By: John Allen
Do you remember Tay? Back in 2016 Tay was introduced to the world. She was a sweet teenage girl…..sort of. Tay was actually an A.I. (artificial intelligence) modeled to emulate an adolescent girl. You could tweet Tay and ask her anything at all. She was programmed to learn and to gather information. What could possibly go wrong? Just 16 hours after her launch, internet trolls successfully poisoned Tay. By the end of the experiment, she was racist, anti-feminist, and tweeted the most vile rhetoric that humankind had to offer her.
Written, Directed, and Produced by Aaron Mirtes, much like Mary Shelly’s Frankenstein, The Alpha Test begs the question, who, exactly is the monster, the creature, or the man who created it? Daily, we see news items regarding the latest technological advancement, both small and large, robots are swiftly gaining traction in our everyday lives. From Smart phones to fully realized A.I’s our lives are being forever changed, but did anyone ask the question, just because we can make these advancements, does it mean we should? What are the ramifications of a world enhanced by such creations? Sci-fi, and Horror, have asked these questions for years. Westworld, Terminator, 2001 A Space Odyssey, are just a few examples in Science Fiction where robots have run amok upon the human race even though we are their creators. The story Mirtes has conceived stands next to these classics. The Alpha Test is modern and futuristic at the same time. It is an engaging piece of work that starts as a slow burn then ramps up to a taut cautionary tale with themes of bullying and the dangerous consequences those actions bring. There are shades of the class system at play, and the treatment of those whom society might deem as worthless or less significant. Then there is the fear we have of technology. will it replace our jobs, or even worse, us? Whatever the benefits or lack there of A.I. brings to humanity, the clear answer to all these questions is we need to proceed with caution.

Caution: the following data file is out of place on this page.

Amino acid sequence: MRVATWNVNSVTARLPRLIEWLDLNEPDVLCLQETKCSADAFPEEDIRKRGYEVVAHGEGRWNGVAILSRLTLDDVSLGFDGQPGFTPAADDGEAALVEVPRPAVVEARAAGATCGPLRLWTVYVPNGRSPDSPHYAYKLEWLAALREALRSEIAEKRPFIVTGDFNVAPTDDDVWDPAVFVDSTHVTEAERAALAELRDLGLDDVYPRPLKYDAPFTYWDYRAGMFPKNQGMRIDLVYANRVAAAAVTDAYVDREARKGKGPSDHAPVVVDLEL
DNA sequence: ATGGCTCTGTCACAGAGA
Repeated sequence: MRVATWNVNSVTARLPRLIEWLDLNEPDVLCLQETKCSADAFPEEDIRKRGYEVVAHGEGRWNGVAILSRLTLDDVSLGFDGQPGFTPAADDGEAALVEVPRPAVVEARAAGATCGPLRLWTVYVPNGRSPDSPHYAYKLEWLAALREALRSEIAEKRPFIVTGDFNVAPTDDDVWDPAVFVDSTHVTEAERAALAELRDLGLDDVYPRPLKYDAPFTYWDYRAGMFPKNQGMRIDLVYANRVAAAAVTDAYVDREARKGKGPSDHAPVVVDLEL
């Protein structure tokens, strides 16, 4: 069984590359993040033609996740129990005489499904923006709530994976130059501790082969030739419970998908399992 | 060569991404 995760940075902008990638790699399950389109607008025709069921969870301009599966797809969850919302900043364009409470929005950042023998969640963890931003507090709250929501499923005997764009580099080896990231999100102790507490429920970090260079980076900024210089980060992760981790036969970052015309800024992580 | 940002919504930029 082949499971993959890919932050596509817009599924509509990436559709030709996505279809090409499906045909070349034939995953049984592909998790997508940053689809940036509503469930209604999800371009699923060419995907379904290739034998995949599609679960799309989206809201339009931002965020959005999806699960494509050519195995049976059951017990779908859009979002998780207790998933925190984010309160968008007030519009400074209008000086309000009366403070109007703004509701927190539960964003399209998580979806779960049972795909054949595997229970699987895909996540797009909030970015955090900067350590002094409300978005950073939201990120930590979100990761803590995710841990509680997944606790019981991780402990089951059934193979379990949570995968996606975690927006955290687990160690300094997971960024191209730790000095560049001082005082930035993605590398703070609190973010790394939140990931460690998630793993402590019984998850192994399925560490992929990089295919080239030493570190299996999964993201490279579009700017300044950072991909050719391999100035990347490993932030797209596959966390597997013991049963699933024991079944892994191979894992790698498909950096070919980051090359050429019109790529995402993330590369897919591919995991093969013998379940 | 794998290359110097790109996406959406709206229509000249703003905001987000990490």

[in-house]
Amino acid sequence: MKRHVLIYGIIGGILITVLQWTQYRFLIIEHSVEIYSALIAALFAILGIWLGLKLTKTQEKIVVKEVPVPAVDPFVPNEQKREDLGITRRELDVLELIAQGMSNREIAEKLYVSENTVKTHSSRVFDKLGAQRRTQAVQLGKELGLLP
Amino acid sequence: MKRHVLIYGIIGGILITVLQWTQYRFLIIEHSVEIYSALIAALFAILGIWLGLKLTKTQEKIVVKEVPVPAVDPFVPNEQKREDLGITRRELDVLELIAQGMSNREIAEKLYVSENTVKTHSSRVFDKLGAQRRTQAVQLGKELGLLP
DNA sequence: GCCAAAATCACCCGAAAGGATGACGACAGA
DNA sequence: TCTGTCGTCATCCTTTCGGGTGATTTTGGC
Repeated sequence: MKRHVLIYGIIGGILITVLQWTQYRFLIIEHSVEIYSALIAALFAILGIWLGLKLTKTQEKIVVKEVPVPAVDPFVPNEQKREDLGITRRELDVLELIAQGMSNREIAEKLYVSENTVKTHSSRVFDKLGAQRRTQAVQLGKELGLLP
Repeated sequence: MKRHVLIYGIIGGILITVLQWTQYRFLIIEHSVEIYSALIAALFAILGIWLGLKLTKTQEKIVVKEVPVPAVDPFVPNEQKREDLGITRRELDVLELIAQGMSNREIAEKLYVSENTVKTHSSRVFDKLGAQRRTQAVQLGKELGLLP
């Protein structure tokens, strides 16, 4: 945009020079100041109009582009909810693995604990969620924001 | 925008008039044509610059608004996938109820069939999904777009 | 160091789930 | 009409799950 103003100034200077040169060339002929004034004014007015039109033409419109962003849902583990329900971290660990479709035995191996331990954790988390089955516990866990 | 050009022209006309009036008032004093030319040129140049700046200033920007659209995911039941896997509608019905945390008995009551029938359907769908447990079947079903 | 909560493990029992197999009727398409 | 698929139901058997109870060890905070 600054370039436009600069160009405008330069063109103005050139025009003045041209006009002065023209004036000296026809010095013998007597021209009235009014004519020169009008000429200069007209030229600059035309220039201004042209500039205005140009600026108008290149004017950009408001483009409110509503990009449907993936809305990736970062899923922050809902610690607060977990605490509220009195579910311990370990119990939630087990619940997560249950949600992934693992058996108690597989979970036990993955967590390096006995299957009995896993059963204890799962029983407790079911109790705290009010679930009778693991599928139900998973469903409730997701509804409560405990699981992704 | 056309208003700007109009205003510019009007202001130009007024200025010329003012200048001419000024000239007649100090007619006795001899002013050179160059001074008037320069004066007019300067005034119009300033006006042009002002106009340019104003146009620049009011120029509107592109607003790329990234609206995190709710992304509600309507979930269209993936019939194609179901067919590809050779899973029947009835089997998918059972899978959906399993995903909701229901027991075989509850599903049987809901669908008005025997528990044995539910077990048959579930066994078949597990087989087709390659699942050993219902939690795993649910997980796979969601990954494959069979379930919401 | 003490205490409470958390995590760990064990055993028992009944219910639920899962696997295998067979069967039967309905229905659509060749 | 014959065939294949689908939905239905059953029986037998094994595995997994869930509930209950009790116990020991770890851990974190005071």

At its center is a magnificent performance by Rae Hunt as Alpha, every nuance and characterization is flawless. She evokes both pathos and fear, innocence and malice, with deft and expertise. There was clearly thought put into the part of Alpha on her part. Speaking of bringing a character to life, I must duly compliment the make up work, it is seamless and perfect. There is a surreal beauty to it that feels both mechanical and organic.
The Alpha Test is not perfect. It does suffer from a low budget, and truthfully a couple of cheesy moments, Rob, the Father, played by Wynn Reichert, in particular feels like a cartoonish stereotypical dick head that never really feels authentic, acting more like an immature frat boy than a Dad. I don’t blame Reichert for this, his portrayal is accurate given the material he was written. This is not a jab at his acting skills by any means as he is truthfully quite good, but rather a misstep in the source material. Flaws aside though, Aaron Mitres has written and directed a sublime little film that I would love to see tweaked, rewritten, and perfected for a big studio treatment. As it stands I think most people would enjoy this twisted little yarn for its story and sublime performance of Rae Hunt. Take a little time to enjoy The Alpha Test, but be warned you might never look at your google nest the same way again.
3.5 Alphas out of 5